Batman, Superman, Captain America, and many other names cross your mind when thinking about who your favorite superhero may be; however when I'm asked this question I don't have to think about which man with this ridiculous powers I like more, I instantly think of my true super hero, a man I've been blessed to call Dad. Now, he didn't have some crazy name related to a flying animal, no “super” in his name, and as patriotic as he is his name didn't quite have America in it. I call my hero Dad and to others he's known as Tom.
Many people can agree that their fathers were their heroes growing up, but how often do you really take into consideration all that they do? I know whenever I was little I didn't realize how uncommon it was for a man to play with a baby doll and take his daughter and said doll for walks around town. All too often my father did what would be known as “motherly roles” in order to not only make me feel as if I had both roles, but mostly just to make me happy. My happiness as a child, and now, was something I can tell my father cares about tremendously. To take his role one step farther, this hero of mine once took on leading a Girl Scout Troop of around twenty little girls just so I would have a local troop to be on and so I could make a close knit group of friends. I can recall my dad coming up with activities for us to do at our next meeting, outings he took us on to practice minor survival techniques, and even attending our girly sleepovers.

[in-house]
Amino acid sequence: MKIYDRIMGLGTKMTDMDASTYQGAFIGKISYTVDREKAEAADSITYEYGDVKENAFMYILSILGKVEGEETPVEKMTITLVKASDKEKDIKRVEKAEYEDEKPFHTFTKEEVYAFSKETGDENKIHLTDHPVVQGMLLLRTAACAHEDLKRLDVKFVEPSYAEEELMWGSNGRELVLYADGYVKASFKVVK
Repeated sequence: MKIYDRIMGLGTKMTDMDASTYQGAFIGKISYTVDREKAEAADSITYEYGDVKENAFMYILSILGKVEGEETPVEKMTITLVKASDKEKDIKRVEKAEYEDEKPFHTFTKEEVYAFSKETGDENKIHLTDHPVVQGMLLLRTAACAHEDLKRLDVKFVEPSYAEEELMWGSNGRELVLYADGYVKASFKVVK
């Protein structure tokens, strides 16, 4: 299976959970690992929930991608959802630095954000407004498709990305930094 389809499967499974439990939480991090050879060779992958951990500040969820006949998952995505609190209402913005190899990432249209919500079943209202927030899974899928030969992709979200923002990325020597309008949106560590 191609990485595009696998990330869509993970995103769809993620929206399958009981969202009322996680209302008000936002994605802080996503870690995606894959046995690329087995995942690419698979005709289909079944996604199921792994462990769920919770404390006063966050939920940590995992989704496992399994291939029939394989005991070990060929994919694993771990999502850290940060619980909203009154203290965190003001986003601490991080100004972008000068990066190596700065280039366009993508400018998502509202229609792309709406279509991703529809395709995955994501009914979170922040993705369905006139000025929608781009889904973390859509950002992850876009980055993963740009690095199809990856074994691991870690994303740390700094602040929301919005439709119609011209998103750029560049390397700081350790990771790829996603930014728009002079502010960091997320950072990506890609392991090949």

I also knew that my dad was going above and beyond for me, but I didn't truly understand exactly how “beyond” that was. This man who had grown up with three brothers and just one sister probably didn't know what he'd be getting into while raising a little girl, but the thought of doing it didn't discourage him. My father researched anything a little girl would eventually need to know. Stapling papers together and hanging them my way so I could learn exactly what “the time of the month” was and establish my disliking for Mother Nature seemed awkward to me at the time, but a few years later I greatly appreciated it researching ways. It didn't matter what the subject was, I always knew I could talk to my dad about it. If he didn't have an answer on his own, we'd sit together and look it up, then I'd wait for my new homemade book of information to be made by my father.
Now I'm almost 19, living on my own, and going to college and I still find myself having to call my dad when I'm unsure of something or when I simply need pointed in the right direction. The measures my dad went to don't end at simply being a Girl Scout leader, or looking up things about the female menstruation process, but they go to bigger things such as encouraging me to be all that I can and to follow my heart. Thanks to my hero, Tom Cofer, I now believe that I can do anything I set my mind to. I also strongly believe in using Google when I have a question about something if my hero is just a little busy.
Thanks for being all that you could be for me, Dad.